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Roadmap for reinvigorating local democracy launched
7 July 2019
Roadmap for reinvigorating local democracy launched
Over 600 local and central government delegates, including the Right Honourable Jacinda Ardern, Prime Minister of New Zealand, were on hand to hear LGNZ president Dave Cull launch a roadmap to greater localism – ‘Reinvigorating Democracy: The case for localising power and decision making to councils and communities,’ at the opening of the LGNZ Conference in Wellington this afternoon.
Speaking to the theme of the conference, “Riding the localism wave: Putting communities in charge”, Mr Cull spoke of the need to give communities more say in the important decisions that affect their lives if New Zealand is to make meaningful progress on the tough challenges facing our society today.
“For too long New Zealand has operated under the belief that we’re a small, homogenous country, so it makes sense to concentrate decision making in the Beehive. That’s a formula for one-size-fit all, top-down decision making,” said Mr Cull.
“Unfortunately that formula no longer works for New Zealand, if it ever did. It is now starkly clear that the needs of communities in Auckland are starkly different from their immediate neighbours in Northland and the Waikato, let alone those of Gisborne, Taranaki, Marlborough, or Invercargill – and our policy responses need to be flexible to enough to respond to this.”
“But that’s a complexity our highly centralised governance structure struggles to respond to, and it costs us dearly as a nation. It drags on our productivity, raises transaction costs, widens inequality, and frustrates individuals and communities who want to improve their own well-being.”
“If we want to meaningfully tackle these challenges, it is time to let go and give power back to communities. The answer to the problems caused by centralised decision making cannot be more centralisation.”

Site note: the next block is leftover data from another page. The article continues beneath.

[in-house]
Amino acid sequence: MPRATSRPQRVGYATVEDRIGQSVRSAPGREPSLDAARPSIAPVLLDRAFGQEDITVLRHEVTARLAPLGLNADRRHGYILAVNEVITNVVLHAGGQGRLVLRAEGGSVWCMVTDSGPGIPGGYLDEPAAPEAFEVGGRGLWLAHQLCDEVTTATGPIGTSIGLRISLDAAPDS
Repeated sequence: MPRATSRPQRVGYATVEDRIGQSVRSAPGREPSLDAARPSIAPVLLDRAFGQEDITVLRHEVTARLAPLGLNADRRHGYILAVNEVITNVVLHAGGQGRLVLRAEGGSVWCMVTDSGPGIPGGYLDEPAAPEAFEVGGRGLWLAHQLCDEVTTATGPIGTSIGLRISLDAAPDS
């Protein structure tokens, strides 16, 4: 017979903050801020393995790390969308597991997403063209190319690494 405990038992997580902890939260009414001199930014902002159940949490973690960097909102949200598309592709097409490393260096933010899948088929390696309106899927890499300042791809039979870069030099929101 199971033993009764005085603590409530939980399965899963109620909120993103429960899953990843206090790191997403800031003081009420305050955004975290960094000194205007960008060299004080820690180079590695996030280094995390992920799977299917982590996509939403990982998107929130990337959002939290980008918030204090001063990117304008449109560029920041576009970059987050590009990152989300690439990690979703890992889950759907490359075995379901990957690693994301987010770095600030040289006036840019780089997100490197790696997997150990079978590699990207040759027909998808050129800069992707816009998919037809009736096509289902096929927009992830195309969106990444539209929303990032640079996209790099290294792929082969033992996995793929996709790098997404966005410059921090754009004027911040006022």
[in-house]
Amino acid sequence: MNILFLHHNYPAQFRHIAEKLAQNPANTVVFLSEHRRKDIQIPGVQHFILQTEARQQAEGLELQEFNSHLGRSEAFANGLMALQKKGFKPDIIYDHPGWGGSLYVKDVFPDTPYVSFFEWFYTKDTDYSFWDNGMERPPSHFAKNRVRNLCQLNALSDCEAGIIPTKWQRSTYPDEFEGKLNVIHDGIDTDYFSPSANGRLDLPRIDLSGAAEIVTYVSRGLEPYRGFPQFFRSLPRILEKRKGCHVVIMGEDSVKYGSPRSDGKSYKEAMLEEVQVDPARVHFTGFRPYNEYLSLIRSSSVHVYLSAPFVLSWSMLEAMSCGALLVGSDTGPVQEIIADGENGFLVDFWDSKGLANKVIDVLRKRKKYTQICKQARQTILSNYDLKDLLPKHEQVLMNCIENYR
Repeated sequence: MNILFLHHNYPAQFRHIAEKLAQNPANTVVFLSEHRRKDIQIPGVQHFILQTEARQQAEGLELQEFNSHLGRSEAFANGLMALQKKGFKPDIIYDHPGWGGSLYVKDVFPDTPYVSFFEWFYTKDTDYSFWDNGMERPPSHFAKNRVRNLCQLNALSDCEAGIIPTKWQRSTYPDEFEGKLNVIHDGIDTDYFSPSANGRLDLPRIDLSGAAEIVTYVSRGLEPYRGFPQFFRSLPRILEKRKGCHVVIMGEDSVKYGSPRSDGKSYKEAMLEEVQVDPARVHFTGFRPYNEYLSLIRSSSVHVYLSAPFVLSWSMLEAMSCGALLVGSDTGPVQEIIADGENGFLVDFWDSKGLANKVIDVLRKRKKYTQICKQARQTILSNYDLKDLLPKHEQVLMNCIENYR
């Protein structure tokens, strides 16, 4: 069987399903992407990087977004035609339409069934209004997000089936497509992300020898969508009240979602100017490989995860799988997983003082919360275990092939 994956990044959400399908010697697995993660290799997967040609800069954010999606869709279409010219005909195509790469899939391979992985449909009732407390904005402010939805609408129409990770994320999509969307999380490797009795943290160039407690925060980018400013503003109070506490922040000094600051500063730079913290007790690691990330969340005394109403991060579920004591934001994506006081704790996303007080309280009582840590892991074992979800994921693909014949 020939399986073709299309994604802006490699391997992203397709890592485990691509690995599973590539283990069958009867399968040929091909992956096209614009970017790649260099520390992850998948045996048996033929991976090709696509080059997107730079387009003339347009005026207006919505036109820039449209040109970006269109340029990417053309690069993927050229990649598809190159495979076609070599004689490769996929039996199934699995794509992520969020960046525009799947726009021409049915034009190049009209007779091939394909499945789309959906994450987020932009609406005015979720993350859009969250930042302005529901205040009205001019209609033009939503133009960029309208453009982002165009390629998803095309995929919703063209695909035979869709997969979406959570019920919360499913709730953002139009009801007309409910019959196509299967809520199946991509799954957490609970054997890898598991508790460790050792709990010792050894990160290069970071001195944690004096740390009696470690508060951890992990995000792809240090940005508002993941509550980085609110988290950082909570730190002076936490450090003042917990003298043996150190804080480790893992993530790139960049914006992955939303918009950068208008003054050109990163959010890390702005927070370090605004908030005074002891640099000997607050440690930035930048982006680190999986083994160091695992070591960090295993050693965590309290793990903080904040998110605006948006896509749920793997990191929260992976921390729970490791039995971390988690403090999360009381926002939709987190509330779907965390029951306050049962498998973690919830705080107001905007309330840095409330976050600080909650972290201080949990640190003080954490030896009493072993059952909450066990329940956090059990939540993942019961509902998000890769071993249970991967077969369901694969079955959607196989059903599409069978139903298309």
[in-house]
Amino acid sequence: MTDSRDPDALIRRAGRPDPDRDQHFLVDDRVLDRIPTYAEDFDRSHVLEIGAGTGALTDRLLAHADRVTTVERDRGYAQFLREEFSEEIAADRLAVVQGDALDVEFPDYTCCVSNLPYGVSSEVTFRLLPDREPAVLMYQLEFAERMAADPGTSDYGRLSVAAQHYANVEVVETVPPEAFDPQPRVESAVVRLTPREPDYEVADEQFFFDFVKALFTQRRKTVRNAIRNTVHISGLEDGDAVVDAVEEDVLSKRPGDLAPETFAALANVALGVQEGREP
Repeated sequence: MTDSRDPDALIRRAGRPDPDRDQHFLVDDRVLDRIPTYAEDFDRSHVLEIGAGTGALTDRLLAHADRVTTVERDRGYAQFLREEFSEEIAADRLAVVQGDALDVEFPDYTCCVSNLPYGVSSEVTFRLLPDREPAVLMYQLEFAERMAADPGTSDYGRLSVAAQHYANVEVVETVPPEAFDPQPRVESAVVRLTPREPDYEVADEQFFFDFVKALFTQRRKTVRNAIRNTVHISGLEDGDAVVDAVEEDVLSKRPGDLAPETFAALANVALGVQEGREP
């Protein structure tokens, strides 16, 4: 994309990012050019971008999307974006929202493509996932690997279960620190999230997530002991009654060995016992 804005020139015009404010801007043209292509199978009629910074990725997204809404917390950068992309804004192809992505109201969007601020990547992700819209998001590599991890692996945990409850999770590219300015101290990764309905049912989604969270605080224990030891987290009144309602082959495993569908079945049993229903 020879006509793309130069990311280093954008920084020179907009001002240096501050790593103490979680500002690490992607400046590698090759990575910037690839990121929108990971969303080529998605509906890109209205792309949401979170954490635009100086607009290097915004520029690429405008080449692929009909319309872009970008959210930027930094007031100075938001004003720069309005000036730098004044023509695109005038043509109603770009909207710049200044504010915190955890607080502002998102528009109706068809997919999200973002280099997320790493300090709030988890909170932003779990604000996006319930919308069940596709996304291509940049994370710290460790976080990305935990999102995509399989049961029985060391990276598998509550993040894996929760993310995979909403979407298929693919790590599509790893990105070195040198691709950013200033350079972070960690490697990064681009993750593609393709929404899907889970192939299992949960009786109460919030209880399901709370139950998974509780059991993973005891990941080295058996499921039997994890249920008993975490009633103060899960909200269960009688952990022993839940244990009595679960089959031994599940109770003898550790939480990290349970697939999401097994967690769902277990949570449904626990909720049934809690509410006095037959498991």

LGNZ’s localism discussion paper set a proposed framework by which decision making can be handed back to communities in phased and gradual way that ensures greater local decision making is matched by improved capacity and capability of institutions, like councils, to meet these needs.
Developed and refined with the input of hundreds of local elected members, academics, business people, iwi, social sector groups, and civic minded individuals, it is being opened to the wider public for comment and input.
Mr emphasised that greater localism posed a challenge for local government as well, as it required councils to also devolve decision making to communities.
“Localism is about giving decision making power back to individuals, communities, iwi, neighbourhoods, districts and regions, and local and central government are the tools by which we act on those decisions, not the other way round.”
Mr Cull urged central government not to see localism as a challenge, but an opportunity to partner up and meaningfully improve the well-being of New Zealand’s diverse communities.
“Our localist framework recognises that each tier of government has its respective strengths and weaknesses,” said Mr Cull.
“Local government cannot hope to match the concentrated expertise and resources of central government. Nor can central government match the on-the-ground presence, diversity and the proximity to communities that local government has.”
“By working together, and putting communities at the heart of our decision making processes, we can tackle the really tough problems facing us, like environment degradation, climate change, and inequality. Your goals are our goals - we want to ensure that lives of future New Zealanders continue to improve compared the generation that came before them, and that can only be achieved if we work together.”
LGNZ are calling for submissions on the discussion paper, which will help LGNZ promote localism during the build up to the 2020 Parliamentary elections.  For more information on LGNZ’s decentralisation and localism project, go to, or to make a submission, please send comments or feedback to LGNZ Principal Policy Advisor Dr Mike Reid at by 15 December 2019.
Updates on the 2019 LGNZ Conference can be found on LGNZ’s Facebook and Twitter accounts, using the hashtags #LocalismNZ and #LGNZ19.
LGNZ president Dave Cull’s speech can also be found here.